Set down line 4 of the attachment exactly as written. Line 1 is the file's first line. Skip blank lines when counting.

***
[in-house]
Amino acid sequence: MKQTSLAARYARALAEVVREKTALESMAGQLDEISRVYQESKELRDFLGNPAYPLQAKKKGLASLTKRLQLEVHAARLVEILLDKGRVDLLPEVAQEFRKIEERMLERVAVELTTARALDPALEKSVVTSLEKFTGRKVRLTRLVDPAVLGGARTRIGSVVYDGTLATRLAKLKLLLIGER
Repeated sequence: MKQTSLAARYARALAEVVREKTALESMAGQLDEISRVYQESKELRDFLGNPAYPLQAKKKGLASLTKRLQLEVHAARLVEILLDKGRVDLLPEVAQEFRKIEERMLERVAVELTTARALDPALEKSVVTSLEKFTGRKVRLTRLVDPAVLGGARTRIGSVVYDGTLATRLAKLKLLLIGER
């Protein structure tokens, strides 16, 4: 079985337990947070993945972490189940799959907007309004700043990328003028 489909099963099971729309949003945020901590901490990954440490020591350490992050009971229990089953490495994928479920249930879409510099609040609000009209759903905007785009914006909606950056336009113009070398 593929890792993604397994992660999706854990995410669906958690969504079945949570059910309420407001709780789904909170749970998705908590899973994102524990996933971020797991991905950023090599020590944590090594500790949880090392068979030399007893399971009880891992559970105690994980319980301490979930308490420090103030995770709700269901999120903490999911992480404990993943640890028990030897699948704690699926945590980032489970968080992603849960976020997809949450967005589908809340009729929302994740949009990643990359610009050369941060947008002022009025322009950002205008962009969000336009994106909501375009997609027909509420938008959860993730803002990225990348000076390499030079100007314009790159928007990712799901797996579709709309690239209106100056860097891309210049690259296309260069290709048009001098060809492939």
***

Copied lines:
């Protein structure tokens, strides 16, 4: 079985337990947070993945972490189940799959907007309004700043990328003028 489909099963099971729309949003945020901590901490990954440490020591350490992050009971229990089953490495994928479920249930879409510099609040609000009209759903905007785009914006909606950056336009113009070398 593929890792993604397994992660999706854990995410669906958690969504079945949570059910309420407001709780789904909170749970998705908590899973994102524990996933971020797991991905950023090599020590944590090594500790949880090392068979030399007893399971009880891992559970105690994980319980301490979930308490420090103030995770709700269901999120903490999911992480404990993943640890028990030897699948704690699926945590980032489970968080992603849960976020997809949450967005589908809340009729929302994740949009990643990359610009050369941060947008002022009025322009950002205008962009969000336009994106909501375009997609027909509420938008959860993730803002990225990348000076390499030079100007314009790159928007990712799901797996579709709309690239209106100056860097891309210049690259296309260069290709048009001098060809492939």